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ITB Berlin News 2019 - Day 3 Edition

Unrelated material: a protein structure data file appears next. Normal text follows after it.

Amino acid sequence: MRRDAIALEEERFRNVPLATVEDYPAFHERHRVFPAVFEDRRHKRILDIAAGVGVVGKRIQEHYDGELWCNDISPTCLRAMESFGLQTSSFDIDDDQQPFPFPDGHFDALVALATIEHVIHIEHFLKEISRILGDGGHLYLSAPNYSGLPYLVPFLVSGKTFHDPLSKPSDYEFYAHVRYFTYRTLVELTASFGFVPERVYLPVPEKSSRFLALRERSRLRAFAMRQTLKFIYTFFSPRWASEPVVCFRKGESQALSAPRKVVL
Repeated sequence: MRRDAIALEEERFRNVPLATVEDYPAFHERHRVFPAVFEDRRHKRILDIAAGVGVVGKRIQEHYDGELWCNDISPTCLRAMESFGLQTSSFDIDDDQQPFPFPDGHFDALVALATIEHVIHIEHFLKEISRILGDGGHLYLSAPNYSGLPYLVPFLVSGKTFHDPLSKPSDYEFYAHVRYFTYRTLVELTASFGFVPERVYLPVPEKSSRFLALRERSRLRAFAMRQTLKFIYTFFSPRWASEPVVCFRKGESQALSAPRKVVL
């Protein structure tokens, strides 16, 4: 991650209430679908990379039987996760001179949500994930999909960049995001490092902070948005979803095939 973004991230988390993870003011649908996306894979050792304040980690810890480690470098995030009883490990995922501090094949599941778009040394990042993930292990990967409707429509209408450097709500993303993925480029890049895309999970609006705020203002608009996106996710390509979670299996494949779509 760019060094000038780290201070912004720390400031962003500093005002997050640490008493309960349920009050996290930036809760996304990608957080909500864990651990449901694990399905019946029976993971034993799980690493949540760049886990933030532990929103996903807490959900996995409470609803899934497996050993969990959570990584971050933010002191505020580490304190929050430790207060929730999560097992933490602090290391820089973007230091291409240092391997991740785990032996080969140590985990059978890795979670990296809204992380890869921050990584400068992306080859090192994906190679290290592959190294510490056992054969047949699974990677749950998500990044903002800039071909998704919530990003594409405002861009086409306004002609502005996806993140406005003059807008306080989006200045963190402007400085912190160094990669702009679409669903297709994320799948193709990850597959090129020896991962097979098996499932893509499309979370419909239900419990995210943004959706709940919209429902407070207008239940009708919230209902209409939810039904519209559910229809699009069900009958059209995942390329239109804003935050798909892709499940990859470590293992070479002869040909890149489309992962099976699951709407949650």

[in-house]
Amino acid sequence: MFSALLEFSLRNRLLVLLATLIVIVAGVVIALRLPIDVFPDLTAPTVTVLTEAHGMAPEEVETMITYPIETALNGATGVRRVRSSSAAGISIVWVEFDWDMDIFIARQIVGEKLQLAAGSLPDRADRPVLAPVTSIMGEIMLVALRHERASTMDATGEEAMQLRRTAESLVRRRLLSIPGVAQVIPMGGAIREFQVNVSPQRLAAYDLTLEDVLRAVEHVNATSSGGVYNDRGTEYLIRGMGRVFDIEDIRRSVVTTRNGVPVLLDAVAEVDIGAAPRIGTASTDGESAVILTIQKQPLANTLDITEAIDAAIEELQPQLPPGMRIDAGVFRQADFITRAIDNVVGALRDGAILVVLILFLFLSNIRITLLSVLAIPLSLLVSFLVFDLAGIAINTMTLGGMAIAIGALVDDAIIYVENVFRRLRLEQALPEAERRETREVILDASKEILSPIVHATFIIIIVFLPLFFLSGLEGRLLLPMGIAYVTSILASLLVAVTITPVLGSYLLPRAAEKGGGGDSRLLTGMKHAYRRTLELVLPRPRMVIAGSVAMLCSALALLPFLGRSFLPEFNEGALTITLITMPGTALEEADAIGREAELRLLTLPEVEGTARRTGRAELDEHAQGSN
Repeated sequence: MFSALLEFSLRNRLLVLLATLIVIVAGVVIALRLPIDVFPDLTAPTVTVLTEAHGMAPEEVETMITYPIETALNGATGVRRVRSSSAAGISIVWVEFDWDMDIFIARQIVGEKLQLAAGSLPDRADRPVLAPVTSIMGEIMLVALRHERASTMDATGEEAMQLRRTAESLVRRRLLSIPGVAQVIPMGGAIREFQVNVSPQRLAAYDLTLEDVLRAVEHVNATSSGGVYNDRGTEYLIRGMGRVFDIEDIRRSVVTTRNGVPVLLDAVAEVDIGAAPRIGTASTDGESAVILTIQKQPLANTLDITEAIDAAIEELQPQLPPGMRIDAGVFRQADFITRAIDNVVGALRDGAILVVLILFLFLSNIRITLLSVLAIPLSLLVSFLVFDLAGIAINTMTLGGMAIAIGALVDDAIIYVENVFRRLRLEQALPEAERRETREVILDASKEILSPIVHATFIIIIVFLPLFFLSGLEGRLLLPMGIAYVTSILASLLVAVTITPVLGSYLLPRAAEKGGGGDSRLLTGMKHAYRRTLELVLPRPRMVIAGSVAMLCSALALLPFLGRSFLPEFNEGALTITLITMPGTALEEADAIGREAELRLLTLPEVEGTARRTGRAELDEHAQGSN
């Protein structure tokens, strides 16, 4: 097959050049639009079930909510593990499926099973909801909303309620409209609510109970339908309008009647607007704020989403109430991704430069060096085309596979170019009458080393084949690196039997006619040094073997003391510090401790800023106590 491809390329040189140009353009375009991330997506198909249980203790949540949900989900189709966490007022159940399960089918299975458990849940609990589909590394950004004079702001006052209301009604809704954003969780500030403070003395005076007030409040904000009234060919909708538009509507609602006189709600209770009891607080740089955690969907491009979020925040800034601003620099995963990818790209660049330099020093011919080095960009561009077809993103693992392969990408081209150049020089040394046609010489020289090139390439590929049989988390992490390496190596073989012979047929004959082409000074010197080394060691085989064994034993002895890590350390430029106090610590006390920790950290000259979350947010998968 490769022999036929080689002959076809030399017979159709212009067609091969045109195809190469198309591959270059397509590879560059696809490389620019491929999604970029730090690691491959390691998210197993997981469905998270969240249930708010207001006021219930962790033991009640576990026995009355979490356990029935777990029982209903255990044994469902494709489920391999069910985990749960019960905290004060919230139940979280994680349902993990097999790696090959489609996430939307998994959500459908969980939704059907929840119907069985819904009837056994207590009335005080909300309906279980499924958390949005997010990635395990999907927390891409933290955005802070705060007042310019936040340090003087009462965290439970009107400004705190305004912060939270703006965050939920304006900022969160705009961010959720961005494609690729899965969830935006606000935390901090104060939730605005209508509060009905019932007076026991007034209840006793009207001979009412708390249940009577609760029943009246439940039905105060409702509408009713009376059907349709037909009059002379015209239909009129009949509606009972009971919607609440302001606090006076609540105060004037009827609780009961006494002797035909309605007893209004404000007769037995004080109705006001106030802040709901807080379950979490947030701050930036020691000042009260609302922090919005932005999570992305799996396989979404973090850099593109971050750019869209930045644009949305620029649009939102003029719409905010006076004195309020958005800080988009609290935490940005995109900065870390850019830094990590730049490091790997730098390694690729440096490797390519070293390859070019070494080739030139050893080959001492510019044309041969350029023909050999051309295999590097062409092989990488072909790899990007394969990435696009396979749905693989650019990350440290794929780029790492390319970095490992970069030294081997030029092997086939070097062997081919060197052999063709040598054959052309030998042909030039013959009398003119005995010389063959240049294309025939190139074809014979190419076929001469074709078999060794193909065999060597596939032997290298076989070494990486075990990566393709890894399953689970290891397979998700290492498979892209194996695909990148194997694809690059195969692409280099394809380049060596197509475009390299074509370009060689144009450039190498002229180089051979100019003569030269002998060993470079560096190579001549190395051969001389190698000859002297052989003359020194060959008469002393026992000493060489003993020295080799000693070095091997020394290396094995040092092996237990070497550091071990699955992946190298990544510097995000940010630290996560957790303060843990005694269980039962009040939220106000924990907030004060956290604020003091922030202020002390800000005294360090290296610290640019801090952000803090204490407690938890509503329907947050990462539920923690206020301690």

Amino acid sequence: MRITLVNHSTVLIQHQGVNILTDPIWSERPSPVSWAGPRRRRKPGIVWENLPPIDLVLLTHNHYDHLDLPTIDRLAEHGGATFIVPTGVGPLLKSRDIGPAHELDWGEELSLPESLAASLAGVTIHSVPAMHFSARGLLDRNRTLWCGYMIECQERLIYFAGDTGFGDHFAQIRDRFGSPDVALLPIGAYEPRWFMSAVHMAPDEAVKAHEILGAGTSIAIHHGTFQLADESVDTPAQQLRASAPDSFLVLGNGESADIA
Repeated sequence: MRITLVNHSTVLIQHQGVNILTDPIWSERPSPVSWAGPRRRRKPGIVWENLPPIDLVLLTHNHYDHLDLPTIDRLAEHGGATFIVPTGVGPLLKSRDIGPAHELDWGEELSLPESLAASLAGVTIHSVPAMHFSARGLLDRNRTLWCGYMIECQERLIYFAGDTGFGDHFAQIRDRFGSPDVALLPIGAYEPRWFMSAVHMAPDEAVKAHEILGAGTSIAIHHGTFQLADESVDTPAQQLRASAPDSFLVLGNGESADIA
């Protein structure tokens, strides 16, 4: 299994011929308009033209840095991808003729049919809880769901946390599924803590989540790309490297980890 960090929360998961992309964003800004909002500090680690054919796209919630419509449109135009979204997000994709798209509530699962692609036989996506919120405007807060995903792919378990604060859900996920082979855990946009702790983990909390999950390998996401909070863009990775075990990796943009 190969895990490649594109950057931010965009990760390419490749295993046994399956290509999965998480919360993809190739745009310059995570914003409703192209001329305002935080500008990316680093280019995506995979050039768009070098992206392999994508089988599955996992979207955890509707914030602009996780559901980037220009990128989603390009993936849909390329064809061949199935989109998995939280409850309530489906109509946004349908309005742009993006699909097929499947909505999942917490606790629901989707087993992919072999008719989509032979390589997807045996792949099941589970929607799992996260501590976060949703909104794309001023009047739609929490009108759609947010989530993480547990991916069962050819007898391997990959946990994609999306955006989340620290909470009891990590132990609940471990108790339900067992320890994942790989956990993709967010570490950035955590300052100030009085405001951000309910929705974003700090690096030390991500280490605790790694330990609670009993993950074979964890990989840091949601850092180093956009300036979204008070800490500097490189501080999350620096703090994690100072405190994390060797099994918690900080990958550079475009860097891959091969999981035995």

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36 SPOTLIGHT ON GERMAN REGION: SAXONY Hall 11.2 Stands 101, 102, 102a INDUSTRIAL CULTURE, SAXONY’S KEY THEME AT ITB BERLIN “Culture in Saxony” is the title of Saxony’s presentation at ITB Berlin this year. The theme is a prelude to a major celebration to be staged in Saxony in 2020, marking 500 years of industrial history. Saxony’s stand in Hall 11.2 has been transformed into a 900 sq m factory building made of bricks and steel and filled with machines. It reflects the boom times when Saxony was Germany’s main industrial region, famed for its silver, mining and machine and tool production. There will be industrial-themed music as well. During trade visitors’ days, the “Dresden Stahlquartett” (steel quartet) will perform on custom-made iron string instruments, while Peter Till will entertain the public at the weekend with his amazing “Universal Dresdner Druckluftorchester “ (pressurised air orchestra). The theme of industrial culture is also part of the new high-quality brochure “Architekturlandschaft Sachsen” (architectural landscape of Saxony) that will be presented for the first time at the ITB. The booklet provides a comprehensive overview of one millennium of extraordinary building culture. A tourist map highlights over 50 tourist attractions linked to industry. Overall, more than 50 Saxony tourism partners are present on the ITB Berlin stand Saxony: a cultural cornucopia Saxony in southeastern Germany has emerged as a major cultural destination, where architectural treasures are matched by arts events of international standing. Saxony’s impressive roll-call of musicians, painters, architects and artisans has been luring visitors for many years. From JS Bach to Richard Wagner, from Caspar David Friedrich to Otto Dix, and from Johann Wolfgang Goethe to Erich Kästner, the lives and works of the cultural icons associated with the region are a major boost to tourism. But Saxony is not only popular among culture-freaks: over eight million travellers spend © Sebastian Rose Hans-Jürgen Goller Managing Director, Tourism Marketing Company of Saxony their holidays in the region year after year. “Saxony offers everything that tourists are looking for when in Germany: fine arts, architecture, beautiful landscapes, good food, wine and beer, local traditions and warm hospitality,” explains Hans-Jürgen Goller, Managing Director of the Tourism Marketing Company of Saxony © Katja Fouad-Vollmer Dresden Semperoper Oberlausitz Görlitz Untermarkt SAXONY’S MUSICAL FEAST Music and Saxony are intimately linked. Among this year’s reasons for travel is the 200 th anniversary of Clara Schumann’s birthday. Both Leipzig and Zwickau celebrate the occasion with various events, putting the spotlight on the compositions and piano concerts of the pianist who was married to Robert Schumann. Other classical music highlights include the Leipzig Bach Festival (14 - 23 June), Dresden Music Festival (16 May - 15 June) and Moritzburg Festival (10 - 25 August). Saxony is also home to two world-class operas – Semper Oper in Dresden and Leipzig Oper, while one of the world’s top orchestras, the Gewandhaus, has its home in Leipzig EXPLORE SAXONY’S ART TRAIL Touring Germany’s number one cultural destination soon reveals how varied Saxony’s history of art is. For 2019, the art agenda looks particularly promising. Saxony’s capital Dresden continues its long-term commitment of rebuilding its art icons, one by one. Towards the end of the year, the Old Masters Picture Gallery, home to Raphael’s famous “Sistine Madonna”, as well as the Sculpture Collection in Dresden’s Zwinger Palace will reopen following a complete refurbishment. Equally exciting is the reopening of the west wing of Dresden’s Royal Palace, which forms the core of the former residence of Saxony’s royal nobility from the House of Wettin ITB BERLIN NEWS • Friday 8 th March 2019